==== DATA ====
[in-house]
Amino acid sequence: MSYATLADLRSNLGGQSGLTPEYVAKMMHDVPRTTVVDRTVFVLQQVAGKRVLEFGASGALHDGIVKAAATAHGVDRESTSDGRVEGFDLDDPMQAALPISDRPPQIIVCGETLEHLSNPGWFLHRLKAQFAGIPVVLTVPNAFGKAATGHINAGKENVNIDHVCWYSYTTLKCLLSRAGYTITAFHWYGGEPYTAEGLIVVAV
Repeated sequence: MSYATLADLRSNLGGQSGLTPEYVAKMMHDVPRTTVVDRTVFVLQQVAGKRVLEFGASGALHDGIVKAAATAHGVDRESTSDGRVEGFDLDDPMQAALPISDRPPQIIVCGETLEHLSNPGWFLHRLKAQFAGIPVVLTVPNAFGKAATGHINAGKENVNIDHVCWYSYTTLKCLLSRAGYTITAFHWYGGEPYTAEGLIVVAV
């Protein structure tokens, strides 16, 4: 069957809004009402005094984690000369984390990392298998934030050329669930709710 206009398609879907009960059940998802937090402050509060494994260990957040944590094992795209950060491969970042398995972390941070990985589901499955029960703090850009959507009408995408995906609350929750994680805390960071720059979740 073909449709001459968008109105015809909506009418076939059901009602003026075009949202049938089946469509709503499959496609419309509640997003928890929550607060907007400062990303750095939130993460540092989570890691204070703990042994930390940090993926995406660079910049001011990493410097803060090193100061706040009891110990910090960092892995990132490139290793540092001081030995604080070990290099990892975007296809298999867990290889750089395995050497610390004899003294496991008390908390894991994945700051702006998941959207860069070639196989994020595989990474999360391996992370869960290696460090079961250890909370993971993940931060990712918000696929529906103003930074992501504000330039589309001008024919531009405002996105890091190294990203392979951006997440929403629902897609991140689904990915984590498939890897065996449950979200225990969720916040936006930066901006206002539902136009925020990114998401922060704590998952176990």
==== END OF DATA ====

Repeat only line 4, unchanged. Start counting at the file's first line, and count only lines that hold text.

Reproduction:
């Protein structure tokens, strides 16, 4: 069957809004009402005094984690000369984390990392298998934030050329669930709710 206009398609879907009960059940998802937090402050509060494994260990957040944590094992795209950060491969970042398995972390941070990985589901499955029960703090850009959507009408995408995906609350929750994680805390960071720059979740 073909449709001459968008109105015809909506009418076939059901009602003026075009949202049938089946469509709503499959496609419309509640997003928890929550607060907007400062990303750095939130993460540092989570890691204070703990042994930390940090993926995406660079910049001011990493410097803060090193100061706040009891110990910090960092892995990132490139290793540092001081030995604080070990290099990892975007296809298999867990290889750089395995050497610390004899003294496991008390908390894991994945700051702006998941959207860069070639196989994020595989990474999360391996992370869960290696460090079961250890909370993971993940931060990712918000696929529906103003930074992501504000330039589309001008024919531009405002996105890091190294990203392979951006997440929403629902897609991140689904990915984590498939890897065996449950979200225990969720916040936006930066901006206002539902136009925020990114998401922060704590998952176990």